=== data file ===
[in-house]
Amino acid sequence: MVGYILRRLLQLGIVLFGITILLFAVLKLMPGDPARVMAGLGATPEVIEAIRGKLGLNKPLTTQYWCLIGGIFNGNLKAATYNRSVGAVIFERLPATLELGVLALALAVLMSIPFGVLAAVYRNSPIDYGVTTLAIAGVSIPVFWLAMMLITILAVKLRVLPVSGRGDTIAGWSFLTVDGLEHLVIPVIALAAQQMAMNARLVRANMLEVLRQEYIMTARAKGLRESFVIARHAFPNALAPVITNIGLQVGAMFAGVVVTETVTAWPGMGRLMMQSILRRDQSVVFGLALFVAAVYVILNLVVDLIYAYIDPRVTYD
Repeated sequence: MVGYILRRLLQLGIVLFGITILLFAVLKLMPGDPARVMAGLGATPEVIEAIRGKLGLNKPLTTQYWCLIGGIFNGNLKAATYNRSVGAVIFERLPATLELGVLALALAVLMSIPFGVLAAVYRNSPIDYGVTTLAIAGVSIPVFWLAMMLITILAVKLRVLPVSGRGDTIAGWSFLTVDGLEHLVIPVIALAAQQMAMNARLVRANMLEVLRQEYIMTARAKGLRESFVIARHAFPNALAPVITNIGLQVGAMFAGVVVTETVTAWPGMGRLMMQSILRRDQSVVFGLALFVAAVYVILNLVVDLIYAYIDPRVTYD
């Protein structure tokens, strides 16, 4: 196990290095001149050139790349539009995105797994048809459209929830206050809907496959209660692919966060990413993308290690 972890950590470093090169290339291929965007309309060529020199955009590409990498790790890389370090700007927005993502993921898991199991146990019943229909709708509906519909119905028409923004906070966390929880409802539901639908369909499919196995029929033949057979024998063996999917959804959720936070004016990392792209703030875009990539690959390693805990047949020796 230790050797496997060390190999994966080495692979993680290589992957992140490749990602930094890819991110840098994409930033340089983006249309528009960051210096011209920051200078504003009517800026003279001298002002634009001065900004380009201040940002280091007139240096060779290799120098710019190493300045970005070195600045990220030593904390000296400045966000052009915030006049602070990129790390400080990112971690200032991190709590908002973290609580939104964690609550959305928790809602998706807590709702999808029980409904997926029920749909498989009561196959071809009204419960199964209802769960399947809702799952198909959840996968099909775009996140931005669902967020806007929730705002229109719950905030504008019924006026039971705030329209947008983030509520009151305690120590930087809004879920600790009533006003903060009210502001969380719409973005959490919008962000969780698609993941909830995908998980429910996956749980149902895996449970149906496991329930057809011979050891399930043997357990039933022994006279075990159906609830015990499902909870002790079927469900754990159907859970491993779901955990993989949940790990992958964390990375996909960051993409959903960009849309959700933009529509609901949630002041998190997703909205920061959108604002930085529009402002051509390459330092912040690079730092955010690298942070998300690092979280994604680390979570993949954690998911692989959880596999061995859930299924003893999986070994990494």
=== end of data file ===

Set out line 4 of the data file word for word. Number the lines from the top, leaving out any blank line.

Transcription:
């Protein structure tokens, strides 16, 4: 196990290095001149050139790349539009995105797994048809459209929830206050809907496959209660692919966060990413993308290690 972890950590470093090169290339291929965007309309060529020199955009590409990498790790890389370090700007927005993502993921898991199991146990019943229909709708509906519909119905028409923004906070966390929880409802539901639908369909499919196995029929033949057979024998063996999917959804959720936070004016990392792209703030875009990539690959390693805990047949020796 230790050797496997060390190999994966080495692979993680290589992957992140490749990602930094890819991110840098994409930033340089983006249309528009960051210096011209920051200078504003009517800026003279001298002002634009001065900004380009201040940002280091007139240096060779290799120098710019190493300045970005070195600045990220030593904390000296400045966000052009915030006049602070990129790390400080990112971690200032991190709590908002973290609580939104964690609550959305928790809602998706807590709702999808029980409904997926029920749909498989009561196959071809009204419960199964209802769960399947809702799952198909959840996968099909775009996140931005669902967020806007929730705002229109719950905030504008019924006026039971705030329209947008983030509520009151305690120590930087809004879920600790009533006003903060009210502001969380719409973005959490919008962000969780698609993941909830995908998980429910996956749980149902895996449970149906496991329930057809011979050891399930043997357990039933022994006279075990159906609830015990499902909870002790079927469900754990159907859970491993779901955990993989949940790990992958964390990375996909960051993409959903960009849309959700933009529509609901949630002041998190997703909205920061959108604002930085529009402002051509390459330092912040690079730092955010690298942070998300690092979280994604680390979570993949954690998911692989959880596999061995859930299924003893999986070994990494």